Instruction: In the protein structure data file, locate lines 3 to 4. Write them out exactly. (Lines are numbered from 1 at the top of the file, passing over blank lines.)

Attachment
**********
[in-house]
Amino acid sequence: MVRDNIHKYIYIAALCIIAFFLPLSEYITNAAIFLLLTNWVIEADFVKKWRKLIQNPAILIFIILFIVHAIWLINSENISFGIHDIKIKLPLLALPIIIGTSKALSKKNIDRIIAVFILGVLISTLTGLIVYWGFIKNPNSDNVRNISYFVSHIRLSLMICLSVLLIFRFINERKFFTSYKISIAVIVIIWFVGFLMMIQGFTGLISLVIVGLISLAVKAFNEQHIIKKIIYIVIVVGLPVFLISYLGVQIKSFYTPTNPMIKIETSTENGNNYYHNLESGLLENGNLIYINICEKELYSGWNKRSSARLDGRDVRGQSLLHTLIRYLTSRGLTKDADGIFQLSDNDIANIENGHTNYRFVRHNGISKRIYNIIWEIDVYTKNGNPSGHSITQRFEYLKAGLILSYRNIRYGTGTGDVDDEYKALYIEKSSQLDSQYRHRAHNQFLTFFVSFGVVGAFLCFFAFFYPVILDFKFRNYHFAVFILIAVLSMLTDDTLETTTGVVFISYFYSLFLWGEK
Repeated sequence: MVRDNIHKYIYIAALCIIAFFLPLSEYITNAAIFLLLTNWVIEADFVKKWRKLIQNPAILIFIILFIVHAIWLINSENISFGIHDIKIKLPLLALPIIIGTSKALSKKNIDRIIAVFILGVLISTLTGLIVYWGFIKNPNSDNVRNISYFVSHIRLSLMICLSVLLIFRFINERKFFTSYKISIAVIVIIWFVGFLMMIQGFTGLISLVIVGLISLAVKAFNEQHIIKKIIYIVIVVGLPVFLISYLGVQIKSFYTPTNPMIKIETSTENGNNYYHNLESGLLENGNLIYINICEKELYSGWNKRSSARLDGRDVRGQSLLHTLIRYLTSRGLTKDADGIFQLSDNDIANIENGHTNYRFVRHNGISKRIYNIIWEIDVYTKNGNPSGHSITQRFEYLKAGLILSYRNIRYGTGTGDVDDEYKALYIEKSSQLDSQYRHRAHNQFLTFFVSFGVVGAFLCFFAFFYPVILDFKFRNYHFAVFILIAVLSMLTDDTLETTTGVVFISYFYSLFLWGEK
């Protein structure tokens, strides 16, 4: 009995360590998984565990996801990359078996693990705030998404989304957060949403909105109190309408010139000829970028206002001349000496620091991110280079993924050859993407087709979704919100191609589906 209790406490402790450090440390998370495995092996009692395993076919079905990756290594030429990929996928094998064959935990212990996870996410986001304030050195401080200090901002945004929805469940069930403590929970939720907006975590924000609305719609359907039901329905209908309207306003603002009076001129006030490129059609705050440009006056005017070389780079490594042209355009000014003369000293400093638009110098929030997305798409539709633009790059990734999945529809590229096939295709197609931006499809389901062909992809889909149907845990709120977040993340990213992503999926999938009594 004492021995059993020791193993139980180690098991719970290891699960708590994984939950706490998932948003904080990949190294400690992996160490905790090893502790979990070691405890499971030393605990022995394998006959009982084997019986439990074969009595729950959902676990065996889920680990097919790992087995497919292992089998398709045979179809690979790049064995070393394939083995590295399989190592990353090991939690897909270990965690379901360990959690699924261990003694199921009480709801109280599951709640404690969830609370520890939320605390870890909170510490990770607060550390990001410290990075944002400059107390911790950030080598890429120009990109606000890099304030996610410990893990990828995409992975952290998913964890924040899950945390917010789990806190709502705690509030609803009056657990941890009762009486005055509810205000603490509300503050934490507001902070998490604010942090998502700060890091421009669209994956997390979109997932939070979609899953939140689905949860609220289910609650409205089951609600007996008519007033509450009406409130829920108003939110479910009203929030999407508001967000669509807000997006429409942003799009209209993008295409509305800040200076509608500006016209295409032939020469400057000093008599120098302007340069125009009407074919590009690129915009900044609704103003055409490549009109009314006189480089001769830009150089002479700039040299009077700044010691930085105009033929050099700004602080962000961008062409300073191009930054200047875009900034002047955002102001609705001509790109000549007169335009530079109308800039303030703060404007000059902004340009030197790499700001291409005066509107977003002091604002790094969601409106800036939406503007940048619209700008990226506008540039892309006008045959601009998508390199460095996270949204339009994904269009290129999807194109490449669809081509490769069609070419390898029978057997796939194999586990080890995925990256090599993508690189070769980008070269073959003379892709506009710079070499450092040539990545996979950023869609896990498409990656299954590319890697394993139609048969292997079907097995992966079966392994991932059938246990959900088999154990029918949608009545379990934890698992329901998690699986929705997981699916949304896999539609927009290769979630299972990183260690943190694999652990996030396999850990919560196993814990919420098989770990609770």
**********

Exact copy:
Repeated sequence: MVRDNIHKYIYIAALCIIAFFLPLSEYITNAAIFLLLTNWVIEADFVKKWRKLIQNPAILIFIILFIVHAIWLINSENISFGIHDIKIKLPLLALPIIIGTSKALSKKNIDRIIAVFILGVLISTLTGLIVYWGFIKNPNSDNVRNISYFVSHIRLSLMICLSVLLIFRFINERKFFTSYKISIAVIVIIWFVGFLMMIQGFTGLISLVIVGLISLAVKAFNEQHIIKKIIYIVIVVGLPVFLISYLGVQIKSFYTPTNPMIKIETSTENGNNYYHNLESGLLENGNLIYINICEKELYSGWNKRSSARLDGRDVRGQSLLHTLIRYLTSRGLTKDADGIFQLSDNDIANIENGHTNYRFVRHNGISKRIYNIIWEIDVYTKNGNPSGHSITQRFEYLKAGLILSYRNIRYGTGTGDVDDEYKALYIEKSSQLDSQYRHRAHNQFLTFFVSFGVVGAFLCFFAFFYPVILDFKFRNYHFAVFILIAVLSMLTDDTLETTTGVVFISYFYSLFLWGEK
């Protein structure tokens, strides 16, 4: 009995360590998984565990996801990359078996693990705030998404989304957060949403909105109190309408010139000829970028206002001349000496620091991110280079993924050859993407087709979704919100191609589906 209790406490402790450090440390998370495995092996009692395993076919079905990756290594030429990929996928094998064959935990212990996870996410986001304030050195401080200090901002945004929805469940069930403590929970939720907006975590924000609305719609359907039901329905209908309207306003603002009076001129006030490129059609705050440009006056005017070389780079490594042209355009000014003369000293400093638009110098929030997305798409539709633009790059990734999945529809590229096939295709197609931006499809389901062909992809889909149907845990709120977040993340990213992503999926999938009594 004492021995059993020791193993139980180690098991719970290891699960708590994984939950706490998932948003904080990949190294400690992996160490905790090893502790979990070691405890499971030393605990022995394998006959009982084997019986439990074969009595729950959902676990065996889920680990097919790992087995497919292992089998398709045979179809690979790049064995070393394939083995590295399989190592990353090991939690897909270990965690379901360990959690699924261990003694199921009480709801109280599951709640404690969830609370520890939320605390870890909170510490990770607060550390990001410290990075944002400059107390911790950030080598890429120009990109606000890099304030996610410990893990990828995409992975952290998913964890924040899950945390917010789990806190709502705690509030609803009056657990941890009762009486005055509810205000603490509300503050934490507001902070998490604010942090998502700060890091421009669209994956997390979109997932939070979609899953939140689905949860609220289910609650409205089951609600007996008519007033509450009406409130829920108003939110479910009203929030999407508001967000669509807000997006429409942003799009209209993008295409509305800040200076509608500006016209295409032939020469400057000093008599120098302007340069125009009407074919590009690129915009900044609704103003055409490549009109009314006189480089001769830009150089002479700039040299009077700044010691930085105009033929050099700004602080962000961008062409300073191009930054200047875009900034002047955002102001609705001509790109000549007169335009530079109308800039303030703060404007000059902004340009030197790499700001291409005066509107977003002091604002790094969601409106800036939406503007940048619209700008990226506008540039892309006008045959601009998508390199460095996270949204339009994904269009290129999807194109490449669809081509490769069609070419390898029978057997796939194999586990080890995925990256090599993508690189070769980008070269073959003379892709506009710079070499450092040539990545996979950023869609896990498409990656299954590319890697394993139609048969292997079907097995992966079966392994991932059938246990959900088999154990029918949608009545379990934890698992329901998690699986929705997981699916949304896999539609927009290769979630299972990183260690943190694999652990996030396999850990919560196993814990919420098989770990609770």